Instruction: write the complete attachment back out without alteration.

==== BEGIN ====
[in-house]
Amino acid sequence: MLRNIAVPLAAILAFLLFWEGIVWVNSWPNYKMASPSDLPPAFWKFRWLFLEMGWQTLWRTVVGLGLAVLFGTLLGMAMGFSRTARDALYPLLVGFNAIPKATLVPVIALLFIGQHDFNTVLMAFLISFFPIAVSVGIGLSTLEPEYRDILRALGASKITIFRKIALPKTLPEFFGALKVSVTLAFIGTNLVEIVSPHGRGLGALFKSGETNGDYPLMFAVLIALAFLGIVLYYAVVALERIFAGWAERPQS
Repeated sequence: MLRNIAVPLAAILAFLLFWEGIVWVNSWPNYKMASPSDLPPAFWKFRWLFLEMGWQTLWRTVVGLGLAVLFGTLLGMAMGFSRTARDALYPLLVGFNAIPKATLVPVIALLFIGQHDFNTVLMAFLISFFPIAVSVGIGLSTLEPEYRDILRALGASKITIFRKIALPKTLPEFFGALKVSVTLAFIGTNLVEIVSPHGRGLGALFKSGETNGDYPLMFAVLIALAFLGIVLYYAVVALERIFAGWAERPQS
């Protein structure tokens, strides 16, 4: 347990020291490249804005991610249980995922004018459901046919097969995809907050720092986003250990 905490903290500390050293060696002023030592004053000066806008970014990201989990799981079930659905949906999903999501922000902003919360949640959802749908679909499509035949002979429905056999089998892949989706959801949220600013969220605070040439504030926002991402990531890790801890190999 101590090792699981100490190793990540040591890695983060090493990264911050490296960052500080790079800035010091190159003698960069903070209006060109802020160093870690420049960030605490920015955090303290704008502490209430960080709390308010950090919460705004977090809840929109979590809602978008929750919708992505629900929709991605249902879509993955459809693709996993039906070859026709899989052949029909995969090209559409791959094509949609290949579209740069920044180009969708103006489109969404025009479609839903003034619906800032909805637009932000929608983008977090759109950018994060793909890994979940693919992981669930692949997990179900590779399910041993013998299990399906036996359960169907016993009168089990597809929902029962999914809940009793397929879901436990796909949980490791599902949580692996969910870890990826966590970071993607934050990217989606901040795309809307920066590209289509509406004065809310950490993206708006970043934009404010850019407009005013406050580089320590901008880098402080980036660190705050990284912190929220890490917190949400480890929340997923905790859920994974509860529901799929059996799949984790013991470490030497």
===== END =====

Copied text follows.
[in-house]
Amino acid sequence: MLRNIAVPLAAILAFLLFWEGIVWVNSWPNYKMASPSDLPPAFWKFRWLFLEMGWQTLWRTVVGLGLAVLFGTLLGMAMGFSRTARDALYPLLVGFNAIPKATLVPVIALLFIGQHDFNTVLMAFLISFFPIAVSVGIGLSTLEPEYRDILRALGASKITIFRKIALPKTLPEFFGALKVSVTLAFIGTNLVEIVSPHGRGLGALFKSGETNGDYPLMFAVLIALAFLGIVLYYAVVALERIFAGWAERPQS
Repeated sequence: MLRNIAVPLAAILAFLLFWEGIVWVNSWPNYKMASPSDLPPAFWKFRWLFLEMGWQTLWRTVVGLGLAVLFGTLLGMAMGFSRTARDALYPLLVGFNAIPKATLVPVIALLFIGQHDFNTVLMAFLISFFPIAVSVGIGLSTLEPEYRDILRALGASKITIFRKIALPKTLPEFFGALKVSVTLAFIGTNLVEIVSPHGRGLGALFKSGETNGDYPLMFAVLIALAFLGIVLYYAVVALERIFAGWAERPQS
């Protein structure tokens, strides 16, 4: 347990020291490249804005991610249980995922004018459901046919097969995809907050720092986003250990 905490903290500390050293060696002023030592004053000066806008970014990201989990799981079930659905949906999903999501922000902003919360949640959802749908679909499509035949002979429905056999089998892949989706959801949220600013969220605070040439504030926002991402990531890790801890190999 101590090792699981100490190793990540040591890695983060090493990264911050490296960052500080790079800035010091190159003698960069903070209006060109802020160093870690420049960030605490920015955090303290704008502490209430960080709390308010950090919460705004977090809840929109979590809602978008929750919708992505629900929709991605249902879509993955459809693709996993039906070859026709899989052949029909995969090209559409791959094509949609290949579209740069920044180009969708103006489109969404025009479609839903003034619906800032909805637009932000929608983008977090759109950018994060793909890994979940693919992981669930692949997990179900590779399910041993013998299990399906036996359960169907016993009168089990597809929902029962999914809940009793397929879901436990796909949980490791599902949580692996969910870890990826966590970071993607934050990217989606901040795309809307920066590209289509509406004065809310950490993206708006970043934009404010850019407009005013406050580089320590901008880098402080980036660190705050990284912190929220890490917190949400480890929340997923905790859920994974509860529901799929059996799949984790013991470490030497």